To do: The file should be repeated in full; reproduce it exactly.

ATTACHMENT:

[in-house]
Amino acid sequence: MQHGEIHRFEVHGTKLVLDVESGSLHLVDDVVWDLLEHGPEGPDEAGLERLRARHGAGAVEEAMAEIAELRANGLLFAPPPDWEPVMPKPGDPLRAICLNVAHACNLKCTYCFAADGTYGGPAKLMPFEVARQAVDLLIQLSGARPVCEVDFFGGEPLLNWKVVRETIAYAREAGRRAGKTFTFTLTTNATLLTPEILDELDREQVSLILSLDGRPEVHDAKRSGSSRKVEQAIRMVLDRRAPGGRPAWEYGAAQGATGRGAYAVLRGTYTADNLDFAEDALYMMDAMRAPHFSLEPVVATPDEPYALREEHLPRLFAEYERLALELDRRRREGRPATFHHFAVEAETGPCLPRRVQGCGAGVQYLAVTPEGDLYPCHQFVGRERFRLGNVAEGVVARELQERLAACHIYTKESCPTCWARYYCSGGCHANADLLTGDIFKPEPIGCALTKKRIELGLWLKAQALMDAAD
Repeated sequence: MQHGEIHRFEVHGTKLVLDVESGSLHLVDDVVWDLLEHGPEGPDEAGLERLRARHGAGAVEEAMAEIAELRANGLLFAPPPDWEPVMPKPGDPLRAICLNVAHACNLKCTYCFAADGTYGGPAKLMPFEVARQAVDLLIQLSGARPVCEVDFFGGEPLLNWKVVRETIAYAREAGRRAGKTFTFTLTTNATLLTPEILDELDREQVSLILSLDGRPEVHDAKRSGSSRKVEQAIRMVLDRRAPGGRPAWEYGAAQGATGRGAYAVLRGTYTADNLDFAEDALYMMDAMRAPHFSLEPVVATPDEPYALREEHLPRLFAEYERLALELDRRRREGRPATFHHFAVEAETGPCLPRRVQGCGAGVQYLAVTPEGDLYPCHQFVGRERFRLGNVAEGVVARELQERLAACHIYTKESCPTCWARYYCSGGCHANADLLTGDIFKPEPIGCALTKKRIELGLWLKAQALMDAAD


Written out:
[in-house]
Amino acid sequence: MQHGEIHRFEVHGTKLVLDVESGSLHLVDDVVWDLLEHGPEGPDEAGLERLRARHGAGAVEEAMAEIAELRANGLLFAPPPDWEPVMPKPGDPLRAICLNVAHACNLKCTYCFAADGTYGGPAKLMPFEVARQAVDLLIQLSGARPVCEVDFFGGEPLLNWKVVRETIAYAREAGRRAGKTFTFTLTTNATLLTPEILDELDREQVSLILSLDGRPEVHDAKRSGSSRKVEQAIRMVLDRRAPGGRPAWEYGAAQGATGRGAYAVLRGTYTADNLDFAEDALYMMDAMRAPHFSLEPVVATPDEPYALREEHLPRLFAEYERLALELDRRRREGRPATFHHFAVEAETGPCLPRRVQGCGAGVQYLAVTPEGDLYPCHQFVGRERFRLGNVAEGVVARELQERLAACHIYTKESCPTCWARYYCSGGCHANADLLTGDIFKPEPIGCALTKKRIELGLWLKAQALMDAAD
Repeated sequence: MQHGEIHRFEVHGTKLVLDVESGSLHLVDDVVWDLLEHGPEGPDEAGLERLRARHGAGAVEEAMAEIAELRANGLLFAPPPDWEPVMPKPGDPLRAICLNVAHACNLKCTYCFAADGTYGGPAKLMPFEVARQAVDLLIQLSGARPVCEVDFFGGEPLLNWKVVRETIAYAREAGRRAGKTFTFTLTTNATLLTPEILDELDREQVSLILSLDGRPEVHDAKRSGSSRKVEQAIRMVLDRRAPGGRPAWEYGAAQGATGRGAYAVLRGTYTADNLDFAEDALYMMDAMRAPHFSLEPVVATPDEPYALREEHLPRLFAEYERLALELDRRRREGRPATFHHFAVEAETGPCLPRRVQGCGAGVQYLAVTPEGDLYPCHQFVGRERFRLGNVAEGVVARELQERLAACHIYTKESCPTCWARYYCSGGCHANADLLTGDIFKPEPIGCALTKKRIELGLWLKAQALMDAAD